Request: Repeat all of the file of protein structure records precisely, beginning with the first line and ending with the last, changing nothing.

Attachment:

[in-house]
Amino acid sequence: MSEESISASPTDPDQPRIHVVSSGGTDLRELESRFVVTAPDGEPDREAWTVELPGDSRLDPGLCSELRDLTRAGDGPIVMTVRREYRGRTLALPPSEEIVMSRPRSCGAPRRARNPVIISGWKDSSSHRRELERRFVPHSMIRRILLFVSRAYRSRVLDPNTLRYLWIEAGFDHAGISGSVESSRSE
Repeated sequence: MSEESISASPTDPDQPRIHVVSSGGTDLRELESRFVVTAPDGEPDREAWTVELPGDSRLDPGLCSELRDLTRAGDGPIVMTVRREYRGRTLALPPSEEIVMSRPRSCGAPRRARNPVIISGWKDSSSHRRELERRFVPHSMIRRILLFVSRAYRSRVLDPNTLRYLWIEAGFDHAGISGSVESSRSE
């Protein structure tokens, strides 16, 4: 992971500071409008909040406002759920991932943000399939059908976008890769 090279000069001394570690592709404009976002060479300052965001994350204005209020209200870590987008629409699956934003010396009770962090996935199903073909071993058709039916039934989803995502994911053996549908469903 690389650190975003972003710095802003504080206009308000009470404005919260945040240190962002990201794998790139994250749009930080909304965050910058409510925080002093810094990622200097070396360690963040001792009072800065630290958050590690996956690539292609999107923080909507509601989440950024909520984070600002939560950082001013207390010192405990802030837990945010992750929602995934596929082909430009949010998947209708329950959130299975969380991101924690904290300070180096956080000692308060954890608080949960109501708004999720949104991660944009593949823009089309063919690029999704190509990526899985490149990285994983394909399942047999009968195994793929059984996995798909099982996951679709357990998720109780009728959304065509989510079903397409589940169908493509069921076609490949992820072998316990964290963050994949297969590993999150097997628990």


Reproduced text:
[in-house]
Amino acid sequence: MSEESISASPTDPDQPRIHVVSSGGTDLRELESRFVVTAPDGEPDREAWTVELPGDSRLDPGLCSELRDLTRAGDGPIVMTVRREYRGRTLALPPSEEIVMSRPRSCGAPRRARNPVIISGWKDSSSHRRELERRFVPHSMIRRILLFVSRAYRSRVLDPNTLRYLWIEAGFDHAGISGSVESSRSE
Repeated sequence: MSEESISASPTDPDQPRIHVVSSGGTDLRELESRFVVTAPDGEPDREAWTVELPGDSRLDPGLCSELRDLTRAGDGPIVMTVRREYRGRTLALPPSEEIVMSRPRSCGAPRRARNPVIISGWKDSSSHRRELERRFVPHSMIRRILLFVSRAYRSRVLDPNTLRYLWIEAGFDHAGISGSVESSRSE
């Protein structure tokens, strides 16, 4: 992971500071409008909040406002759920991932943000399939059908976008890769 090279000069001394570690592709404009976002060479300052965001994350204005209020209200870590987008629409699956934003010396009770962090996935199903073909071993058709039916039934989803995502994911053996549908469903 690389650190975003972003710095802003504080206009308000009470404005919260945040240190962002990201794998790139994250749009930080909304965050910058409510925080002093810094990622200097070396360690963040001792009072800065630290958050590690996956690539292609999107923080909507509601989440950024909520984070600002939560950082001013207390010192405990802030837990945010992750929602995934596929082909430009949010998947209708329950959130299975969380991101924690904290300070180096956080000692308060954890608080949960109501708004999720949104991660944009593949823009089309063919690029999704190509990526899985490149990285994983394909399942047999009968195994793929059984996995798909099982996951679709357990998720109780009728959304065509989510079903397409589940169908493509069921076609490949992820072998316990964290963050994949297969590993999150097997628990």